Charnas tells the story of hip-hop in this stylish, lavishly detailed love letter to the genre and industry. He follows the money and œthe relationship between artist and merchant—who, in hip-hop, are often one and the same from hip-hop’s early days as a œmarginal urban subculture in Harlem of the late 1960s to its insinuation into—and eventual domination of—mainstream popular music. Charnas makes an elegant case for how hip-hop is the consummate American art form, one that reflects American society in all its volubility and violence—as well as possessing the power to alter it. In its promise of economic security and creative control for black artist-entrepreneurs, it is the culmination of the dreams of black nationalists and civil rights leaders.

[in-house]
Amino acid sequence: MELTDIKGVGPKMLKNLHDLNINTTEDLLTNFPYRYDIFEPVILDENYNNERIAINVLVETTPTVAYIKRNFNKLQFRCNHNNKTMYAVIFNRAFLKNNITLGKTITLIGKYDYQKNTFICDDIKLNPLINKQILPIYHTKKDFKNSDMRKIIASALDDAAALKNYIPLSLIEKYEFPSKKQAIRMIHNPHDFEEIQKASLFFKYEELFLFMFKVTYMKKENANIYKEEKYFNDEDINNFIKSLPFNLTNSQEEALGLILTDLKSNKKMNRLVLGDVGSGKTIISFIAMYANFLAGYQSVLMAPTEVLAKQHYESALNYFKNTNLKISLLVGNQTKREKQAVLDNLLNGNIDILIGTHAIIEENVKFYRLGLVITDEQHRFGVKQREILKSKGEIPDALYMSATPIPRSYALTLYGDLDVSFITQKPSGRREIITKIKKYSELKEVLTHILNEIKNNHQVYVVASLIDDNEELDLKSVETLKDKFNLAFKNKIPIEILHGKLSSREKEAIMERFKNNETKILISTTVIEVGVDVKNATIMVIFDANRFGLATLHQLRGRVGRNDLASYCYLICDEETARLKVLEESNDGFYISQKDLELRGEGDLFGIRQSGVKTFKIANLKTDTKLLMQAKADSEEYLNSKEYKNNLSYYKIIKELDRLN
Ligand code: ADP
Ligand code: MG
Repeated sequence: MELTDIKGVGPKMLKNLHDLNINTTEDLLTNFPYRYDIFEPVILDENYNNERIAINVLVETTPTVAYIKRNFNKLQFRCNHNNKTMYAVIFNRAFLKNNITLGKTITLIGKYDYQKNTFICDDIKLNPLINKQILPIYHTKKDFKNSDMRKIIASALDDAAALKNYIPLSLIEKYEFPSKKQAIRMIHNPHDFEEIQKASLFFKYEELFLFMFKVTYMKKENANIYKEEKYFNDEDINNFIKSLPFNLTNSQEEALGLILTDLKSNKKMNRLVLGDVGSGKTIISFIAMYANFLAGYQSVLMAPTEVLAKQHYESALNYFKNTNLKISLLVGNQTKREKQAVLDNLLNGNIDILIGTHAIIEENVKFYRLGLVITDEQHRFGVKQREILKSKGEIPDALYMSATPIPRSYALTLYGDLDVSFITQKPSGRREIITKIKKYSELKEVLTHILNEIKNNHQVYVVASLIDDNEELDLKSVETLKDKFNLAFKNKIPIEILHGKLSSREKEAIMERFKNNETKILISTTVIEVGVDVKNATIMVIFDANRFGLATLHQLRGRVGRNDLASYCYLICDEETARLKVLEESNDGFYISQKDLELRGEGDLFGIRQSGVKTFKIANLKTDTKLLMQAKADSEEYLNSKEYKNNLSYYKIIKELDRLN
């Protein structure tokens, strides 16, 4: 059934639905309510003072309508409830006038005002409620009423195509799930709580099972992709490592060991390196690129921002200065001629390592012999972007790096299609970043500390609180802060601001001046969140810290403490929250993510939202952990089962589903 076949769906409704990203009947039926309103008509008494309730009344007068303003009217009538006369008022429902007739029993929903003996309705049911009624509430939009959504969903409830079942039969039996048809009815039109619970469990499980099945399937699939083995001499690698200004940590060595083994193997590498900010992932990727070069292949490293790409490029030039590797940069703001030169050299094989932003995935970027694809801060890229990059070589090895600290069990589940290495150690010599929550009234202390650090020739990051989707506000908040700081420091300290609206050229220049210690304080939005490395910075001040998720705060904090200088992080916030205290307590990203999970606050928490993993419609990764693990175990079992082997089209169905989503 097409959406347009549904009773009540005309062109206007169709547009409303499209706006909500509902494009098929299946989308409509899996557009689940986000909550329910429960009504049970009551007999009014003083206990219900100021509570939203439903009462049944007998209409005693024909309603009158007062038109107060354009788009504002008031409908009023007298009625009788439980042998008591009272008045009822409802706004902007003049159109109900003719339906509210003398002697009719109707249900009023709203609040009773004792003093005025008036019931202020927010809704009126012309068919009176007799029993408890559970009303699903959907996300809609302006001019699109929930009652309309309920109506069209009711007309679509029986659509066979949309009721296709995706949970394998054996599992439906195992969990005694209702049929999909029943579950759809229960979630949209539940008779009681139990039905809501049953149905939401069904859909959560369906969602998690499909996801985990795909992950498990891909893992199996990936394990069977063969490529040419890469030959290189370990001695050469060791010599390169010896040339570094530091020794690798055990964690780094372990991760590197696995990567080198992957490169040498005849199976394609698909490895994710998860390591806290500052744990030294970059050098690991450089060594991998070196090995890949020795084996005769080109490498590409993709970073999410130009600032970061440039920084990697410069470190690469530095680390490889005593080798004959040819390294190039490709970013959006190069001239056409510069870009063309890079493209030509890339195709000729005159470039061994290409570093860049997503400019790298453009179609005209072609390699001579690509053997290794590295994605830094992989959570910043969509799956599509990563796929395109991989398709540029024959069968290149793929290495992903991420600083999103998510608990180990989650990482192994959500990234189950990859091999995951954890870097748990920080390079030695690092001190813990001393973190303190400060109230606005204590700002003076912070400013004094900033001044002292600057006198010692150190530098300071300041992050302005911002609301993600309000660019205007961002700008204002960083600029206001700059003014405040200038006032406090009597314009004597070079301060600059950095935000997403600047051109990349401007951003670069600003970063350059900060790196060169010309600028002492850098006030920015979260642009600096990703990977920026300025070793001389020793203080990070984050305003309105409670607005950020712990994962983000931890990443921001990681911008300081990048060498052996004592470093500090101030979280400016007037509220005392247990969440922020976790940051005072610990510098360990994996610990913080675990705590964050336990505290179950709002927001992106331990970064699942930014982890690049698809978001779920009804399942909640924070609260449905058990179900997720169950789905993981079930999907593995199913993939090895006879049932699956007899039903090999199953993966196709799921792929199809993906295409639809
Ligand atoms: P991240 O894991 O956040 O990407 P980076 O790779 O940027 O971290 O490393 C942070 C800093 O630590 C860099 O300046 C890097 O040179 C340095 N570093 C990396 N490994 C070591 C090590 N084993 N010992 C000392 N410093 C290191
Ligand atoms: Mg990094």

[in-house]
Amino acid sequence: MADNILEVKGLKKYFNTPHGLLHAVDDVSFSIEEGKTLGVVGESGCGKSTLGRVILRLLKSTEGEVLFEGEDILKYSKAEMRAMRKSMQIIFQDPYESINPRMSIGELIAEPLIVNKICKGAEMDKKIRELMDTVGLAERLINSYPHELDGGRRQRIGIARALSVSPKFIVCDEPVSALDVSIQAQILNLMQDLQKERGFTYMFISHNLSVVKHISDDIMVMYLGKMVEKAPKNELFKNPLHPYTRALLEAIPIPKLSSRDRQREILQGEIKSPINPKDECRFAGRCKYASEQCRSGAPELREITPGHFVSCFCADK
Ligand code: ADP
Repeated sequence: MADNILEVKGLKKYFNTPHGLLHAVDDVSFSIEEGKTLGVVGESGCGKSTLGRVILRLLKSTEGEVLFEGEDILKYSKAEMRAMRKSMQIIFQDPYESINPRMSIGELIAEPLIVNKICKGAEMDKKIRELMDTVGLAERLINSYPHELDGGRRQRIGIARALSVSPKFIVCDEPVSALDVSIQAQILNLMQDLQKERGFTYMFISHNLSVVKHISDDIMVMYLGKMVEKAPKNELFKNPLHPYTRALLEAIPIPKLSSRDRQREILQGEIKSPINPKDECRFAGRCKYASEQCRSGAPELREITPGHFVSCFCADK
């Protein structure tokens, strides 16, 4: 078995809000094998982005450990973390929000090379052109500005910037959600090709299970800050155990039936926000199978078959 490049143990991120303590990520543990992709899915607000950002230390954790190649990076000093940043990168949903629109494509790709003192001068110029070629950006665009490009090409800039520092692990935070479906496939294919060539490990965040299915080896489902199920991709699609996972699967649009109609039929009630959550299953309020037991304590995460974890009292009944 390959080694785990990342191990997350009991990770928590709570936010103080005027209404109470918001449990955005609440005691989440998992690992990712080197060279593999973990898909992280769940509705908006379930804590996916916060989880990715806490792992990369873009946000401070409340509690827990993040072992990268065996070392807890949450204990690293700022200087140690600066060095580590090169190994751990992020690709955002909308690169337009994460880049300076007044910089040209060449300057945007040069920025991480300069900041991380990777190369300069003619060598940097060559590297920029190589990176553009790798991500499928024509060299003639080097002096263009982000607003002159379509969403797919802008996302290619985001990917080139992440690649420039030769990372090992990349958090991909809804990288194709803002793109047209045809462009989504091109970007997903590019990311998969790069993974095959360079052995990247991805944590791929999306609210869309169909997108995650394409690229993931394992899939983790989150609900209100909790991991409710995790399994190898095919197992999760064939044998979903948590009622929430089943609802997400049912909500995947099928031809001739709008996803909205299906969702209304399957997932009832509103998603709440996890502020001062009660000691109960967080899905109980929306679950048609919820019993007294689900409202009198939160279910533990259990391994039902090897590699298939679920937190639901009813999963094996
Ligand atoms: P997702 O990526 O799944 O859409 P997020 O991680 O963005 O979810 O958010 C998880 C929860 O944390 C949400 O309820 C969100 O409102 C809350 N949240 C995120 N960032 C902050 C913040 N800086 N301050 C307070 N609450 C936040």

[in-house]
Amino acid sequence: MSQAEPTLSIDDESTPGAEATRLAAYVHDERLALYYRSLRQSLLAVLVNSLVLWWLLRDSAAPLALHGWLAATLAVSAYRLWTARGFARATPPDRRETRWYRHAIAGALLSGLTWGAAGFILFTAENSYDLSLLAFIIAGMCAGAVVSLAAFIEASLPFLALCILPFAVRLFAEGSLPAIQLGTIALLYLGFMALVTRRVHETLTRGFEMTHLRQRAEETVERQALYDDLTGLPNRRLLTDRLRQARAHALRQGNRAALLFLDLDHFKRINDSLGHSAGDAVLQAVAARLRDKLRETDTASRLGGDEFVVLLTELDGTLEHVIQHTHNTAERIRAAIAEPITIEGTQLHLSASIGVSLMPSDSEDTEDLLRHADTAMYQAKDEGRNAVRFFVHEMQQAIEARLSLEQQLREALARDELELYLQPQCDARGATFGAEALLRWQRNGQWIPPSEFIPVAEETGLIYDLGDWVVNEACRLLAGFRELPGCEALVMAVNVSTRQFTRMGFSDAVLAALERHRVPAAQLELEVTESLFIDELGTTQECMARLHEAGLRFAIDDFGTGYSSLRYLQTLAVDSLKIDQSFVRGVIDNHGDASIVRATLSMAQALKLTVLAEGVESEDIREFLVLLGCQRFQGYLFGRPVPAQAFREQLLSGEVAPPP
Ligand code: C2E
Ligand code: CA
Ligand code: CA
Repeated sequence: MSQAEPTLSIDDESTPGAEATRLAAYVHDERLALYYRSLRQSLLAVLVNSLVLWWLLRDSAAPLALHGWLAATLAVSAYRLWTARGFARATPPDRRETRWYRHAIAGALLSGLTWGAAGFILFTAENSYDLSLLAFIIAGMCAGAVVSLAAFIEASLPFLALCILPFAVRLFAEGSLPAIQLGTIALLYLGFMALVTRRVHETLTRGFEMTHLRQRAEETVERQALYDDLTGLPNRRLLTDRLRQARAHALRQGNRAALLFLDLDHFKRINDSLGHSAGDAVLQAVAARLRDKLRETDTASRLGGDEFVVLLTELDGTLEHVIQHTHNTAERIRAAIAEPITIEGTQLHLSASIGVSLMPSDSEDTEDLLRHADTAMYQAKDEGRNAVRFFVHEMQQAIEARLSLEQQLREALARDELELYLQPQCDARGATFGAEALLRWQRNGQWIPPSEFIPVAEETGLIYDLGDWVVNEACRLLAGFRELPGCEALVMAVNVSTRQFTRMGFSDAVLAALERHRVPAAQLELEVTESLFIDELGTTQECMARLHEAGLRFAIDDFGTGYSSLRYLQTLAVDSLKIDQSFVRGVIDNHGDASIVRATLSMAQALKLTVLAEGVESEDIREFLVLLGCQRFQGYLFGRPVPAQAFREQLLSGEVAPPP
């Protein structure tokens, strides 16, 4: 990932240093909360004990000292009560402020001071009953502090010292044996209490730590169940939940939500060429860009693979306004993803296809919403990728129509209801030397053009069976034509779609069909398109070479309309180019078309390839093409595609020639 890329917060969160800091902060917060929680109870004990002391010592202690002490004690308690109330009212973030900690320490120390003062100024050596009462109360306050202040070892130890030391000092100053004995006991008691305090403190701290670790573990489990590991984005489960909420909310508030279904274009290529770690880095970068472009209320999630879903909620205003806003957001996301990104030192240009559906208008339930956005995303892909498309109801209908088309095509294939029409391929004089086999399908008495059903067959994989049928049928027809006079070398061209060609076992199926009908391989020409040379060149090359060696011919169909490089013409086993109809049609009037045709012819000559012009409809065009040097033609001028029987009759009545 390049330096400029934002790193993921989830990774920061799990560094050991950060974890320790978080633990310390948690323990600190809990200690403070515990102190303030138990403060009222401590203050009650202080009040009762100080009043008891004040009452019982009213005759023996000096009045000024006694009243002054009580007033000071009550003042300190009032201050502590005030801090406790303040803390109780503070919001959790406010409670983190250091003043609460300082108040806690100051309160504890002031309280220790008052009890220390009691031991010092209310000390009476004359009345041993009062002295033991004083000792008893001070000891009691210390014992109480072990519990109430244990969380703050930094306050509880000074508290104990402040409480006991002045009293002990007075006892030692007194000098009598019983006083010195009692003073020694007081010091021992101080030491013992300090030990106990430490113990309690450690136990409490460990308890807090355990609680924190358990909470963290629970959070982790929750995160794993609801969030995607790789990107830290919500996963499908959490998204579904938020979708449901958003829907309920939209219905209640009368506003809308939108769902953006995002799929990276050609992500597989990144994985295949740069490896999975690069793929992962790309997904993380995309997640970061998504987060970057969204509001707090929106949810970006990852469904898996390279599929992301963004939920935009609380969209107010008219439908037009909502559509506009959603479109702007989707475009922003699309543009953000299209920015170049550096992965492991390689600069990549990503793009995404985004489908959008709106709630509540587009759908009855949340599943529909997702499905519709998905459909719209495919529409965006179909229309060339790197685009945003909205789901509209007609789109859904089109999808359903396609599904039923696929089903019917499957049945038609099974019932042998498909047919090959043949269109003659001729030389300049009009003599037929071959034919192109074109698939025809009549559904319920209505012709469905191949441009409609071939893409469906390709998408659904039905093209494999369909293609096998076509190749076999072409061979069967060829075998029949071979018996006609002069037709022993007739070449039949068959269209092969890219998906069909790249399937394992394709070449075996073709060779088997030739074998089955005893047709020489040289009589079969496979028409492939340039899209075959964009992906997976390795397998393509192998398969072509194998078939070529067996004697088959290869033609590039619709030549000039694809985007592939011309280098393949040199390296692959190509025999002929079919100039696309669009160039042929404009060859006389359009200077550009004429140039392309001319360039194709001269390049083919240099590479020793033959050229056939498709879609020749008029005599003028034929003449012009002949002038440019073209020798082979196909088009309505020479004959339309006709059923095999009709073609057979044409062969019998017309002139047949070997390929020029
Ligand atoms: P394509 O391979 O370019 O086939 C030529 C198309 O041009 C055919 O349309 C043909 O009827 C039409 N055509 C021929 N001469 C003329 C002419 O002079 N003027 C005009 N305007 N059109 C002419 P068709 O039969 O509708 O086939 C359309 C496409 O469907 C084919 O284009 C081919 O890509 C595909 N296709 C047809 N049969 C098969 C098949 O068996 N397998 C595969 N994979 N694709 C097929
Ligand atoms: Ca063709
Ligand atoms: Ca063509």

Charnas spent seven years working for Rick Rubin, famed producer and cofounder of Def Jam Records, and writes with the authority of an insider, the passion of a fan, and the cool eye of someone who has maneuvered through the day-to-day working of the business. Nuanced treatment of the impresarios behind signature sounds and recording empires, and brisk, dramatic vignettes, give this history of a leaderless revolution impressive momentum.